We’ve also always encouraged our kids to love learning, it was hard to watch that love have to take a backseat to the bureaucratic process. My son has always enjoyed learning new things. When he was in fourth grade, I bought a used pre-algebra book from the local community college for him to work in at whatever pace he wanted. His test scores in math and English were always in the 90th percentile or higher. So I was a little shocked to hear that all seventh graders at his school would be taking pre-algebra. I looked at the curriculum, he did some practice tests with my wife and did quite well. We asked about putting him into a higher-level math class. They wouldn’t even consider our request. So we brought him home just after Christmas break. My 10 year old daughter finished her school year and then came home prior to the following year.

I tell this story to make the point a little more clearly. My wife does not have a teaching background. She’s one class shy of completing an associates degree. She doesn’t hold a teaching credential or certificate. What she does offer is far more important: a genuine concern for her students (her kids!) and a love of learning. She was an art major and switched to engineering because she found she enjoys math. Some would look at our situation, despite those two key components, and say that she’s not equipped to essentially teach my kids the necessary subjects. We’ve found that this is irrelevant.

Our kids don’t need someone to hold their hand through a school day. They need a little direction, someone to monitor their progress, and someone to answer questions as they come up. This is where technology really becomes beneficial. With the resources available, they find answers to their own questions. When they ask us things we don’t know the answer to, we encourage them to write those questions down and research the answers. Last year, my (then) 9 year old daughter did a multiple page report on a local historical site. My son did a similar report that was appropriately longer and more detailed. It takes them both a couple of hours to finish their math, English, science, art, or any other core curriculum subjects on a given day. Then they spend hours reading, looking up answers to their own questions, and both kids have taken up computer programming. We’ve largely stopped telling them what to learn, and started showing them how to learn.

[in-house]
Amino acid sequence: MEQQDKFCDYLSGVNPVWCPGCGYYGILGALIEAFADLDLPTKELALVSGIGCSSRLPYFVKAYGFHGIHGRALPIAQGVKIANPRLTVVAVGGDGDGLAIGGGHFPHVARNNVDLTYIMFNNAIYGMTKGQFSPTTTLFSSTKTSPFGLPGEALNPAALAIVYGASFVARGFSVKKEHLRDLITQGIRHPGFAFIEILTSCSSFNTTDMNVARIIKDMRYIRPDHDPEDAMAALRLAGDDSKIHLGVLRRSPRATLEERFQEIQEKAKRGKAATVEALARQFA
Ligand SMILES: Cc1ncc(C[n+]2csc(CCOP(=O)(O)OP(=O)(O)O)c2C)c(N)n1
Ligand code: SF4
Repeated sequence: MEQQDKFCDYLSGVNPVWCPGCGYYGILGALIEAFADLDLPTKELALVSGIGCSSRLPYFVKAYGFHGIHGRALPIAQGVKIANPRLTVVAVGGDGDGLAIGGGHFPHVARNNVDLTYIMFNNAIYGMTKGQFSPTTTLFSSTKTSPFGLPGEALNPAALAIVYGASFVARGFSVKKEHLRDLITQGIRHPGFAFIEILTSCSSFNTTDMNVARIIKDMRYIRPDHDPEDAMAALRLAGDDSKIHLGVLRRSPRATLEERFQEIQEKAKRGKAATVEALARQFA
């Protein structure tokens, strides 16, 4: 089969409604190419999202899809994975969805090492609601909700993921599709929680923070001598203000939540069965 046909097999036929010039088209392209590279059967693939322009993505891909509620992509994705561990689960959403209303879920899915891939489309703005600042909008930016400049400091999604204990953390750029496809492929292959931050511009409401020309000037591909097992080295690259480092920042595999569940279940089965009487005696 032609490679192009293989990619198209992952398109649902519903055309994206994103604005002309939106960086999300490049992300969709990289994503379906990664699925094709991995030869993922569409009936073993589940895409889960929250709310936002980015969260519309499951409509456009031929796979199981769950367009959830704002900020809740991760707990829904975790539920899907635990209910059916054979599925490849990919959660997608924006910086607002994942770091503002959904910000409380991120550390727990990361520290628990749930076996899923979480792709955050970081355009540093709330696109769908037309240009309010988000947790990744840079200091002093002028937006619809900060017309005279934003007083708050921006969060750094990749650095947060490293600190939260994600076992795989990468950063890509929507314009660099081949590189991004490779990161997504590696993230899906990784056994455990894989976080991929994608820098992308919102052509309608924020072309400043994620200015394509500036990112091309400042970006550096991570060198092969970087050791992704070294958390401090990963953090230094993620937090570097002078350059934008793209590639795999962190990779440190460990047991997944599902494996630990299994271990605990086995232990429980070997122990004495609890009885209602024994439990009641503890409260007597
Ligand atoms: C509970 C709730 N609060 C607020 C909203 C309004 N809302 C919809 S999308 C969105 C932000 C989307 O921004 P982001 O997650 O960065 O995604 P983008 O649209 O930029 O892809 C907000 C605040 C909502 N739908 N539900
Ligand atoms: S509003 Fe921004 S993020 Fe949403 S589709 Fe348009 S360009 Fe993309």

I don’t write any of this to say that our way is better or to gloat. I write this because I think it’s a different way of looking at education. We spend so much time talking about how to tweak the current education model and make it work, but very little time trying to determine if it’s worth saving. What if our teachers’ talents are better spent coaching and mentoring their students rather than lecturing? Why aren’t our high school age students finding answers to the questions that interest them? We spend a great deal of money on technology resources but, so far, they’re not really reaching their full usefulness.

I find, overwhelmingly, that our teachers, parents, students, administrators, even the controlling government agencies truly do want to see our students succeed. We have to find a better way to educate our kids and convince many of them that it’s worth their time, effort, and even frustration.

Teach them how to learn. Teach them why to learn.